vii. Seven, my grandpa and grandma Maxson's home. I left my heart there, hook line and sinker, from the first moment I came and I've been finding myself there ever since. (two things I've realized: my story smells like apples and looks an awful lot like lying under blankets in their backyard watching northern lights)

viii. Eight, my grandpa and grandma Martin's home. I played under the tall trees and picked wild boysenberries from the little tree and adventured in the steps leading to their small porch like it was my own. I scattered pieces of my heart on the trail from their door to mine, like Hansel and Gretel, but unlike them, I've always known the road to home.

ix. Nine, Door County. I see the sunset and the rocks we stacked high on the beaches of stone. I skinned my knee in the circular driveway when my grandpa taught me to ride a bike and I stuck close to my dad when we went into the restaurant with goats on the roof. And it has been so long, but the thing with leaving is that you always know where to go back to be found.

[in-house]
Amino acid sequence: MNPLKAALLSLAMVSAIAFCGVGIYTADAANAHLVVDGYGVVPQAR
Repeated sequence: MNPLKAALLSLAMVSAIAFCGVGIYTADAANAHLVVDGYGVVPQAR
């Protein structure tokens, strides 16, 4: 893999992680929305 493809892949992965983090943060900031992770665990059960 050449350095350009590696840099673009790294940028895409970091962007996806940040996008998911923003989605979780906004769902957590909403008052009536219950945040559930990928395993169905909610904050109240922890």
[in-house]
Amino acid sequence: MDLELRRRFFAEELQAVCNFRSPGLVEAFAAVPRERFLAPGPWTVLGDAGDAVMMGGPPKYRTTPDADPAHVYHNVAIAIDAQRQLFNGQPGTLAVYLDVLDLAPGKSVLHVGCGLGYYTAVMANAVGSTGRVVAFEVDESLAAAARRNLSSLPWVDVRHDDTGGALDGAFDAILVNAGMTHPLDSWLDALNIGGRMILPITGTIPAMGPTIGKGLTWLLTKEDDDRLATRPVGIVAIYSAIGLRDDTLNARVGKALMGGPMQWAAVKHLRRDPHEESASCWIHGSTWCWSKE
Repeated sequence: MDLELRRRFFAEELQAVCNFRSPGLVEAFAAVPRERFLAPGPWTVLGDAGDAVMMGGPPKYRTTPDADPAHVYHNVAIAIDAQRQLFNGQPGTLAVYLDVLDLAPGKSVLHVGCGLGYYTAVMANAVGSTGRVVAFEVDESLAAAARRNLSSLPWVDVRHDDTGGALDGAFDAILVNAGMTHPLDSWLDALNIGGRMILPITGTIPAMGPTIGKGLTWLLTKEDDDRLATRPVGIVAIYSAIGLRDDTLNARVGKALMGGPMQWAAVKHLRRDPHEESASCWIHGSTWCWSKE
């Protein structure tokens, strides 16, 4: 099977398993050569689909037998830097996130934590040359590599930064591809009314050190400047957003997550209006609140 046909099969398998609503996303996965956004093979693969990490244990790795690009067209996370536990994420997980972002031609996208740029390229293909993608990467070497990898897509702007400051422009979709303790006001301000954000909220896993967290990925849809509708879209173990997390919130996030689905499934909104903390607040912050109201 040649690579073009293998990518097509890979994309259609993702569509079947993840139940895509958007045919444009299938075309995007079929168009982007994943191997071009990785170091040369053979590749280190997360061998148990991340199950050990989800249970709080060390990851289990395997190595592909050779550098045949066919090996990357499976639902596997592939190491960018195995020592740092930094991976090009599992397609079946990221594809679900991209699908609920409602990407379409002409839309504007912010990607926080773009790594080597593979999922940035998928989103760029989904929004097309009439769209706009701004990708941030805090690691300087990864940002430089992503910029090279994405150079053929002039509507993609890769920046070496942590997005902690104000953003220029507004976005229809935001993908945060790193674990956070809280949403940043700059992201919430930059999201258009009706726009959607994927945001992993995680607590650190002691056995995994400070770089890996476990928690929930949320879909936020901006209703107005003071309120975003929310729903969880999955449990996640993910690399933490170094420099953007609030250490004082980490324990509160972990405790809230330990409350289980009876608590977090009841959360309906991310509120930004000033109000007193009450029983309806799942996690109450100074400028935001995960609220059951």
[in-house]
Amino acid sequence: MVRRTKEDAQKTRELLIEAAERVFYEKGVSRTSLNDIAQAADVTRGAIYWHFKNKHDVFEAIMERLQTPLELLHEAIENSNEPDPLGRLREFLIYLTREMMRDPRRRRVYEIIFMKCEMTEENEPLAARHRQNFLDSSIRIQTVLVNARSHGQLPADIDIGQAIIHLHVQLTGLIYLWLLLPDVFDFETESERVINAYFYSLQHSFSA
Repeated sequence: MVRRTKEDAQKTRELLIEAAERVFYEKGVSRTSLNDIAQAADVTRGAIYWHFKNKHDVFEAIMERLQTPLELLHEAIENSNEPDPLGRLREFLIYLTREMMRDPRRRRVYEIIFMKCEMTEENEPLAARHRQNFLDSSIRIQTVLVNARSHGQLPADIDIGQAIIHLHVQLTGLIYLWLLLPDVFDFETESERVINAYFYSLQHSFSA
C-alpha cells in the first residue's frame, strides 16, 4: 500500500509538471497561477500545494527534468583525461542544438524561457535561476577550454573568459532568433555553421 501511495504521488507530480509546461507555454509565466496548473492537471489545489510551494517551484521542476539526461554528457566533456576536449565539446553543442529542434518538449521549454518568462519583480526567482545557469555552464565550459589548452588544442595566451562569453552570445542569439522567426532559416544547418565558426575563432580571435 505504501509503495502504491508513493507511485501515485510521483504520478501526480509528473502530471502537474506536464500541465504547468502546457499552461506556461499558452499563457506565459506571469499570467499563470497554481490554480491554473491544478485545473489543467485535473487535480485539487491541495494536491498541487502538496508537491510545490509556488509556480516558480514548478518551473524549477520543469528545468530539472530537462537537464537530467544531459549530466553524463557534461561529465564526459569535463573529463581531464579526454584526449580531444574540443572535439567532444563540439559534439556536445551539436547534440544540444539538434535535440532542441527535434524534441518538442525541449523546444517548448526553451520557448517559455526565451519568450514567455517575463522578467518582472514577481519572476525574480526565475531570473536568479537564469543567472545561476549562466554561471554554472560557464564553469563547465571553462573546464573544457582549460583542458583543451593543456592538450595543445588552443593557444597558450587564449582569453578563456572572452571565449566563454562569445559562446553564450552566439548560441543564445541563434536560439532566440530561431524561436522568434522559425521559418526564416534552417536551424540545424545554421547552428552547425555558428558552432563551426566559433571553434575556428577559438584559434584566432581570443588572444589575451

x. Ten, California. It was in the long stretches of beach and the tide pools we dug out of the sand. We laid in the hollowed holes and let the water wash into them, along with gifts from the ocean, and I left some of my heart there in return. I couldn't help loving it. It's hard not to, spending days with feet sandy from the beach and hair salty from the sea.

xi. Eleven, Colorado. I lost my heart in the trees that pulled the sky to earth and the walls of rock leading into Denver. I sat up from my pillow and road trip sleep and marveled at a place where the tips of the world touched another.

xii. Twelve, New Zealand. My heart is so firmly cemented in a place I have yet to put my handprint. Sometimes we look for places but other times, they find us.

xiii. Thirteen, Minnesota. Growing up in places thick with green and deep with snow. There is no way I cannot love this place, cannot call it my home. I left my heart here in the beginning and am just now remembering why.